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Climate irregularities affect basic grain production in the country

  • Food Security Outlook Update
  • Guatemala
  • August 2019
Climate irregularities affect basic grain production in the country

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  • Key Messages
  • Key Messages
    • Households in areas concentrated in the Dry Corridor, whose crops were affected by irregular rainfall and high temperatures, will not be able to rely on Primera harvests to build up their maize and bean reserves. They will therefore continue to source supplies from the market.

    • For households that have relied on purchases throughout the year and have resorted to adopting negative coping strategies, the start of the season of high demand for labor will offer some relief for a few months, as they will be able to meet their minimum caloric requirements.

    • The price of maize remains high. Although the price is expected to decrease with the arrival of the latest national grain reserves, its value will continue to be above average. This will impact access by reducing household purchasing power.

    • Some areas in the eastern Dry Corridor and localized areas in the west will be in Crisis (IPC Phase 3). Other areas in the west will continue to be Stressed (IPC Phase 2) at least until January, while the rest of the country will be in Minimal acute food insecurity (IPC Phase 1).


    In September, the harvest of basic grains, particularly maize, began in the east, south and north of the country. As irregular rainfall and high temperatures have adversely affected the development of Primera basic grain crops, reduced yields are expected. However, the impact is more severe in the Dry Corridor, mainly in the departments of El Progreso, Jutiapa, Zacapa, Chiquimula, Baja Verapaz and Quiché, where the first rainy season began late, was insufficient, and exhibited above-average temperatures, resulting in losses of over 50 percent.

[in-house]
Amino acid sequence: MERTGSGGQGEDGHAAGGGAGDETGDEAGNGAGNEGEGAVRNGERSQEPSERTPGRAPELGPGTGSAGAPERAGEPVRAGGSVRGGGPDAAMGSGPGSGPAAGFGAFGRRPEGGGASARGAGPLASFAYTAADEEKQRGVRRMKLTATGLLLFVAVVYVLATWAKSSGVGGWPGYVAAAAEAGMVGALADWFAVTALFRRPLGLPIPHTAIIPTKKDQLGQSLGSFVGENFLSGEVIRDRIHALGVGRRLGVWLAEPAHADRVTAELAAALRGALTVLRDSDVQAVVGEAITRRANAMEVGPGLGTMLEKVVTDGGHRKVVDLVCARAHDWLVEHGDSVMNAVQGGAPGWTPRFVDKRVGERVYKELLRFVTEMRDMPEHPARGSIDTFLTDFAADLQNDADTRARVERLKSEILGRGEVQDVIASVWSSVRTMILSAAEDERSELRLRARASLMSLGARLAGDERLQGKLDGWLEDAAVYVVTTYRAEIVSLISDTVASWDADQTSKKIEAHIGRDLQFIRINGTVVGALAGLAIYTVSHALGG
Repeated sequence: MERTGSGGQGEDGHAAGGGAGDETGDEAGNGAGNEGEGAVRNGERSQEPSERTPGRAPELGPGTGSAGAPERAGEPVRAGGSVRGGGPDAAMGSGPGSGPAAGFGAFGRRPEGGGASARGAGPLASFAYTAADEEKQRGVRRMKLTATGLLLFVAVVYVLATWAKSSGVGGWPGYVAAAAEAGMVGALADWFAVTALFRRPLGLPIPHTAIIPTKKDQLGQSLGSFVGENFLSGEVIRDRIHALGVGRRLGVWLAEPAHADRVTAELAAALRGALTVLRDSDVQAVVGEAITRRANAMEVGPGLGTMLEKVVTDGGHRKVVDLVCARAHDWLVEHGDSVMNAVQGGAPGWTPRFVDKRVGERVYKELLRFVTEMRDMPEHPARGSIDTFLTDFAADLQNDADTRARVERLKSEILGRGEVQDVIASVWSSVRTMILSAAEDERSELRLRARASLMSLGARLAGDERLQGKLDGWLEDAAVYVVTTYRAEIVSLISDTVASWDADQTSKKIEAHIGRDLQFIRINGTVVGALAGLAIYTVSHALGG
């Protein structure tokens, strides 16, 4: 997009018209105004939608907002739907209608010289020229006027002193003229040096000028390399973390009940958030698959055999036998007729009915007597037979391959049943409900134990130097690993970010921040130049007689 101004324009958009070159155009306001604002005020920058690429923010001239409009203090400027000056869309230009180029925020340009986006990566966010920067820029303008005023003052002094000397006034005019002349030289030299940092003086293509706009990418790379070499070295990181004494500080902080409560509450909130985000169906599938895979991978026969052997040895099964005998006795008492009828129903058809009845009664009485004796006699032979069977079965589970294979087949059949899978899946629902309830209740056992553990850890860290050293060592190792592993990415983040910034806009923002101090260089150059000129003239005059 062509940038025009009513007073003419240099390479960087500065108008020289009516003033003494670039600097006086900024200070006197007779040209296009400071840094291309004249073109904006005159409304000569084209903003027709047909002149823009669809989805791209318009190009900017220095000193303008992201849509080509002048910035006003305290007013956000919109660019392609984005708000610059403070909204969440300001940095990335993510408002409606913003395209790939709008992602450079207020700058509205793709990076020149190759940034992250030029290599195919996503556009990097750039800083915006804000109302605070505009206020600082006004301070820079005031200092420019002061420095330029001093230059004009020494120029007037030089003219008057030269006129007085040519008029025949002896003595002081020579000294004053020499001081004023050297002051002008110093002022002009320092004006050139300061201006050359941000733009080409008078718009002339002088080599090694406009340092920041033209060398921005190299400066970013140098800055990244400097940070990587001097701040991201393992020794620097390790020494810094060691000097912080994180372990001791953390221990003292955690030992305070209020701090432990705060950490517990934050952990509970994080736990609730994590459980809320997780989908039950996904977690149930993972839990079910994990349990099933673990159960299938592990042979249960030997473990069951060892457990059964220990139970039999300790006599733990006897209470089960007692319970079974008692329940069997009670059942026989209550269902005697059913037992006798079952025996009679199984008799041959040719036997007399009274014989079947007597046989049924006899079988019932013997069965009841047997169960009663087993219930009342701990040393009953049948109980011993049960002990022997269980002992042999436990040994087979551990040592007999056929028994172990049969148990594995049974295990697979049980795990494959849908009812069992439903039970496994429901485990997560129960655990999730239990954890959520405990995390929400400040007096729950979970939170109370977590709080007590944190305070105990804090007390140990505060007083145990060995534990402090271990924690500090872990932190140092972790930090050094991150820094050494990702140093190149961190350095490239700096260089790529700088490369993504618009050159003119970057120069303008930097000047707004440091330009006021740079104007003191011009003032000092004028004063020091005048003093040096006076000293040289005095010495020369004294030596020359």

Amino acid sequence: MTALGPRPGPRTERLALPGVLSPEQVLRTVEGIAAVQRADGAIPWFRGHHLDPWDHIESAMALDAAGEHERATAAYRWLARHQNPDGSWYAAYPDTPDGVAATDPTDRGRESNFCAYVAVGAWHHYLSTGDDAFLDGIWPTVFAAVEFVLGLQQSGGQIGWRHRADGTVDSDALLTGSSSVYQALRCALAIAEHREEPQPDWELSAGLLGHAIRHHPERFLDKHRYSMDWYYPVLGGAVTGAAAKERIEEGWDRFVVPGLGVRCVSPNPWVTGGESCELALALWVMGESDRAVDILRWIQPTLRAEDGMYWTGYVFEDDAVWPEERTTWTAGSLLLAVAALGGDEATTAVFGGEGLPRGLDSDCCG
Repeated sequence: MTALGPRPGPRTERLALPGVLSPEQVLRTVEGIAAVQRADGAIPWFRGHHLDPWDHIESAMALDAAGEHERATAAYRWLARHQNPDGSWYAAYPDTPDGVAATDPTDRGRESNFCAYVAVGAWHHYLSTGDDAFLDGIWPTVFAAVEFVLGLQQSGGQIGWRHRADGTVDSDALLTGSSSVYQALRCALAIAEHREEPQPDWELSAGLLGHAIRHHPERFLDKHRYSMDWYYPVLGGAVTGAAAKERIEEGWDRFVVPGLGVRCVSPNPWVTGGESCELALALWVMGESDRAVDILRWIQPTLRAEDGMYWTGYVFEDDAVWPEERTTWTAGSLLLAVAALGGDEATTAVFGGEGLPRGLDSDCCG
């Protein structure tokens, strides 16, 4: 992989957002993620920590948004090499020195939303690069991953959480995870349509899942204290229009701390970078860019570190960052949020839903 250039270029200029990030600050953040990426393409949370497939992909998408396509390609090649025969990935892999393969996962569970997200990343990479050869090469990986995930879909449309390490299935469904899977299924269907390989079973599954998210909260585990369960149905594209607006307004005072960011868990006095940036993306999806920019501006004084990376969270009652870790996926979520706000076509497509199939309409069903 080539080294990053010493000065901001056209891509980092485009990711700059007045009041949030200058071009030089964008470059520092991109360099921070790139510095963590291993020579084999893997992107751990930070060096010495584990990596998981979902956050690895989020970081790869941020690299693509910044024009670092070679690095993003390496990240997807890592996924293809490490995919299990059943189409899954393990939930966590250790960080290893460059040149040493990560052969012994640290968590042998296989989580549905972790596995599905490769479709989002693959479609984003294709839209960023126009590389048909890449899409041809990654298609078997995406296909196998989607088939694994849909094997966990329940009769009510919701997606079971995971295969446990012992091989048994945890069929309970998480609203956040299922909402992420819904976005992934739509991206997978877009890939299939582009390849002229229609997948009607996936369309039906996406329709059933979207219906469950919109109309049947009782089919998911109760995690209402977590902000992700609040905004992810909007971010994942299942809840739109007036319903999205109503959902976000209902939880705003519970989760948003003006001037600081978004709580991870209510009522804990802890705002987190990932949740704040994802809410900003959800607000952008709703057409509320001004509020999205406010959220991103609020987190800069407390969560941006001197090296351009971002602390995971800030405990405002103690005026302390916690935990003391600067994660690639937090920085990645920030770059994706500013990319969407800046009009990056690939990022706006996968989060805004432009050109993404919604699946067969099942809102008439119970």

The western highlands have a longer production cycle, so the basic grain harvests are expected to start between December and January.  However, the erratic rainfall in the season coupled with the high temperatures recorded in the lower parts of the region has affected the amount of water in the soil available for maize crops to develop. In localized areas of Huehuetenango and Totonicapán, this will result in crop losses, again affecting farming households with reduced crop growing areas and minimal resources.

    In October and November, the season of high demand for labor will begin, mainly for the coffee and sugar cane harvests. Meanwhile, income-generation opportunities remain scarce, with the largest sources of employment being local agricultural activities. Families will continue to adopt negative coping strategies to earn money, such as atypical migration to distant locations in seasons that they would usually devote to harvesting or planting their own crops and new family members taking on work such as housework, construction work or driving buses.

    The price of maize continues to follow July’s upward trend with an average wholesale price of Q.157.50/Quintal. This price rise is also reflected in consumer prices, at between Q.1.50 and Q.2.00/pound. The price usually increases seasonally between June and August, when the market is supplied with national grain reserves and imports, mainly from Mexico, and sales volumes remain stable in departmental markets.

    The Ministry of Health reports that the acute malnutrition rate for week 32 is 21 percent higher than that recorded in the same period in 2018, similar to the same period in 2015 and slightly lower than in 2014, when the Ministry was still actively seeking cases through the service provider system. Departments such as Zacapa, Chiquimula, Baja Verapaz, Huehuetenango, El Progreso and Alta Verapaz have above-average rates. Cases of malnutrition tend to increase during the lean season, without reaching critical levels.